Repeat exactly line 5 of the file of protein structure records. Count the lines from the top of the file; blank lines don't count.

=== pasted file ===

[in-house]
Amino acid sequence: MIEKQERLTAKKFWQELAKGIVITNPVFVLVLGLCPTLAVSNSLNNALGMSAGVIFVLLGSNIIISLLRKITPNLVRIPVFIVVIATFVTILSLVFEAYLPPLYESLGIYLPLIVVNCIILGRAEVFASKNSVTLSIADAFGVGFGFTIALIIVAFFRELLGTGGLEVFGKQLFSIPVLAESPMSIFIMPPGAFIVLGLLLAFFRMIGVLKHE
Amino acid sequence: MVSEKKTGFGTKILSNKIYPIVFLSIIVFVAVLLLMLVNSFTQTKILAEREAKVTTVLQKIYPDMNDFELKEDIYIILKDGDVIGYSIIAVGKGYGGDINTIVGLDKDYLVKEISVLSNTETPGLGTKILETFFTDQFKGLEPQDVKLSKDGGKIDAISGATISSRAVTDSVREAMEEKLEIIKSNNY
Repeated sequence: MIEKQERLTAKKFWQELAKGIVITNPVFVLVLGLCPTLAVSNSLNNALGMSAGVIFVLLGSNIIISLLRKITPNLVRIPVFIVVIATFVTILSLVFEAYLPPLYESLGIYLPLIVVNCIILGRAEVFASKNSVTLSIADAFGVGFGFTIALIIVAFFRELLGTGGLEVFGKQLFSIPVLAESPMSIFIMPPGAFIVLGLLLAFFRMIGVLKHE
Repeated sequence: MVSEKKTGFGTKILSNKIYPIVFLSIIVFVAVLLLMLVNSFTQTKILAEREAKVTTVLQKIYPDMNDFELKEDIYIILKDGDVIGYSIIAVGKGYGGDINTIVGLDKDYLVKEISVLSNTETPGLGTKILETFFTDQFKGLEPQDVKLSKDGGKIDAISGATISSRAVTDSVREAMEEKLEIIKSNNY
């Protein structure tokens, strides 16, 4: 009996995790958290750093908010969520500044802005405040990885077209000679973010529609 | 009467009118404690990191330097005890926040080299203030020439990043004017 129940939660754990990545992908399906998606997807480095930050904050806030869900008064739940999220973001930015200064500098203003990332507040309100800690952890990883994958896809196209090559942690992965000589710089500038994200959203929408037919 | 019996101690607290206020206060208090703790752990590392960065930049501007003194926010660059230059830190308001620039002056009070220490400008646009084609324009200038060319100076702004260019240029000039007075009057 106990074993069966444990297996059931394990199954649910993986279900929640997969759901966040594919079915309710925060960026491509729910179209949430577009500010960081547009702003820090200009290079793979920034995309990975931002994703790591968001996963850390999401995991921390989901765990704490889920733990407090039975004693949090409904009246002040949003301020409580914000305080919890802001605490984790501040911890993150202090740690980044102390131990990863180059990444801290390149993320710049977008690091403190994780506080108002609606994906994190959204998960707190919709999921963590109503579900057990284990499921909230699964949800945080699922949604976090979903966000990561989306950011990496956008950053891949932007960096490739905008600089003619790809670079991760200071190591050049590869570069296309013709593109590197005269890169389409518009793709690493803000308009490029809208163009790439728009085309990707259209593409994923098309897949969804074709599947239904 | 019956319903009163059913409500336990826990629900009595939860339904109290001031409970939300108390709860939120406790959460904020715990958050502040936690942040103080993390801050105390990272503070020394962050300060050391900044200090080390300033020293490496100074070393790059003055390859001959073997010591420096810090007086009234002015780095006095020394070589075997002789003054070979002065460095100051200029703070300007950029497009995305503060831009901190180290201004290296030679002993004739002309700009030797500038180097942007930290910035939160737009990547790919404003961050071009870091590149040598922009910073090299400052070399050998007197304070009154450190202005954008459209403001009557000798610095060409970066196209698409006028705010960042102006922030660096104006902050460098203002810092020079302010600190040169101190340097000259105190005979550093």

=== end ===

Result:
Repeated sequence: MVSEKKTGFGTKILSNKIYPIVFLSIIVFVAVLLLMLVNSFTQTKILAEREAKVTTVLQKIYPDMNDFELKEDIYIILKDGDVIGYSIIAVGKGYGGDINTIVGLDKDYLVKEISVLSNTETPGLGTKILETFFTDQFKGLEPQDVKLSKDGGKIDAISGATISSRAVTDSVREAMEEKLEIIKSNNY